In addition to styrene monomer, α,β-unsaturated acid comonomer, and rubber, up to about 10 percent of other materials can be included in the polymerization feedstock, such as stabilizers, antioxidants, colorants, flame retardants, and lubricants.
The comonomers useful in forming the polymer suitable in this invention comprise styrene copolymerizable α,β-unsaturated carboxylic acids. Examples of suitable comonomers include acrylic acid and methacrylic acid. Typically, the styrene polymers useful in this invention contain about 1 to about 40 weight percent and preferably, about 3 to about 30 weight percent comonomer and more preferably between about 3 to about 10 weight percent.
Acrylic films useful in this invention include sequentially emulsion polymerized cross-linked polymers of alkyl esters of acrylic and methacrylic acid. Such polymers can be produced by first reacting an alkyl ester of acrylic acid having an alkyl group containing 2 to 8 carbon atoms with 0.1 to 5 wt.%, preferably 0.5 to 1.5 wt.%, cross-linking monomer in an aqueous suspension medium. The cross-linking monomer is a bi- or polyfunctional compound with an ability to cross-link the alkyl acrylate. Suitable cross-linking monomers are alkylene glycol diacrylates such as ethylene glycol diacrylate and 1,3-butylene glycol diacrylate. In subsequent polymerization stages increasing proportions of 1 to 4 carbon alkyl methacrylate are used. Suitable emulsifying agents and free radical initiators are used. Suitable polymers can contain minor amounts of copolymerized acrylic and methacrylic acids. For example, a useful film can be formed from a rubbery, cross-linked poly(alkyl acrylate) dispersed in a continuous phase of a predominantly methacrylate polymer generally containing minor amounts of acrylates, acrylic acid, or methacrylic acid copolymerized therewith. Typically, useful films made from such polymers are nonblocking, i.e., do not stick together at storage temperature. Films useful in this invention are described further in U.S. Pat. Nos. 3,562,235, 3,812,205, 3,415,796, 3,654,069, 3,473,996 and Application Ser. No. 526,038, filed Feb. 9, 1966, all incorporated by reference herein.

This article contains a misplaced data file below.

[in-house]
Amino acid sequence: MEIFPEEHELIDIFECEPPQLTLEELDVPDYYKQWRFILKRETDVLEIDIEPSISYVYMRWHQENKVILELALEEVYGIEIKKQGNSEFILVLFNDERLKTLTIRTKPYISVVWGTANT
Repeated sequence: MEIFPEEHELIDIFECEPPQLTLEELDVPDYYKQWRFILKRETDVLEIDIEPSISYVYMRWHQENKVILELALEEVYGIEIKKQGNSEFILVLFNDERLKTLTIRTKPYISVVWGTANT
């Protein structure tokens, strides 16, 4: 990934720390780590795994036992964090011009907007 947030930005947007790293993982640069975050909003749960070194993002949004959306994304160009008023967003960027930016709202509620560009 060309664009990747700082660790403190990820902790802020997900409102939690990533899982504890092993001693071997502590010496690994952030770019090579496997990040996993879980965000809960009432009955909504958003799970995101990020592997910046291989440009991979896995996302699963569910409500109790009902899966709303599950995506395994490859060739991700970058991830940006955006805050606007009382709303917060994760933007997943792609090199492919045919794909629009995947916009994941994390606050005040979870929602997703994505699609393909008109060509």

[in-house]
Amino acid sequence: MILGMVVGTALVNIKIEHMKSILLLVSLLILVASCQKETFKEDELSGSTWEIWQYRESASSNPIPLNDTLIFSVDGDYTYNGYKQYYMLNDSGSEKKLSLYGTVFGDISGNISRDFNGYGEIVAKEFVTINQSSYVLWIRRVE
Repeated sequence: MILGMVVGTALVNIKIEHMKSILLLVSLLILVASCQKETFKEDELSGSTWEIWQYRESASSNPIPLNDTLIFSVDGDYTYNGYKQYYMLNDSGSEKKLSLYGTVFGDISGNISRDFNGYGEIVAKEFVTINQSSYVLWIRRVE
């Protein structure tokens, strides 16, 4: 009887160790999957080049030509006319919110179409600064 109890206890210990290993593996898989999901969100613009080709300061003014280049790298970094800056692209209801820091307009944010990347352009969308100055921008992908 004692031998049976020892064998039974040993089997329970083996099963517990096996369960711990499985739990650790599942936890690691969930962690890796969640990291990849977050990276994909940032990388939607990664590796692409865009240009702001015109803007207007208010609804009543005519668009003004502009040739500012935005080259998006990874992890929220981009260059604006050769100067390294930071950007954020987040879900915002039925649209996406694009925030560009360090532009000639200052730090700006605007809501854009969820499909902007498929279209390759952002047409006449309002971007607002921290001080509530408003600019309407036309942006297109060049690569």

The preferred film useful in this invention is an all-acrylic polymer film designated by the trademark KORAD and sold by Rohm and Haas Company.
Useful film thickness can range from less than one mil to above 10 mils, preferably between about two and about six mils and typically about three mils. Usually, film used in this invention contains pigment.
A styrene polymer-acrylic film laminate is prepared by application of heat and pressure. Typically, styrenic resin and acrylic film can be laminated at a suitable pressure, typically about 2,000 psi and a temperature above about 100° C., typically about 125° C., for a suitable time such as about five minutes. The pressure, temperature and time can be varied substantially from these values without altering the properties of the laminate produced.
The following Examples demonstrate but do not limit this invention.
A series of experiments were performed in which an acrylic film was bonded by heat and pressure to a styrene polymer substrate. In each experiment a sheet of pigmented acrylic film (KORAD, a trademark of Rohm and Haas Company) was placed on both sides of a 1/8 inch by 11/4 inch disc of styrene polymer substrate and bonded by applying pressure at 2,000 psi at 125° C. for about five minutes in a Buehler press. After application of heat and pressure the disc was removed from the press and inspected for film adhesion. Examples of this invention and comparative runs are listed in the Table.
TABLE______________________________________Example Styrene Polymer Film Adhesion(Run) Composition Properties______________________________________(A) Rubber-modified polystyrene Film peeled off in a sheet(B) Crystal polystyrene Film peeled off in a sheet(C) Styrene (90%)-maleic Film came off in anhydride (10%) copolymer small pieces with little difficulty(D) Styrene (50%)-methyl Film came off in methacrylate (50%) copoly- small pieces with mer little difficultyI Styrene (97%)-acrylic acid Film came off in (3%) copolymer small pieces with some difficultyII Styrene (95%)-acrylic acid Very difficult to (5%) copolymer scrape off filmIII Rubber-modified styrene Some difficulty (93%)-methacrylic acid (7%) in removing film copolymerIV Rubber-modified styrene Very difficult to (95%)-acrylic acid (5%) scrape off film copolymer______________________________________
As can be seen from the data presented in the Table, acrylic film does not adhere well to rubber-modified polystyrene, crystal polystyrene (styrene homopolymer) or copolymers of styrene and maleic anhydride or methyl methacrylate. However, acrylic film adheres to copolymers of styrene or rubber-modified copolymers of styrene where the comonomer is an α,β-unsaturated carboxylic acid.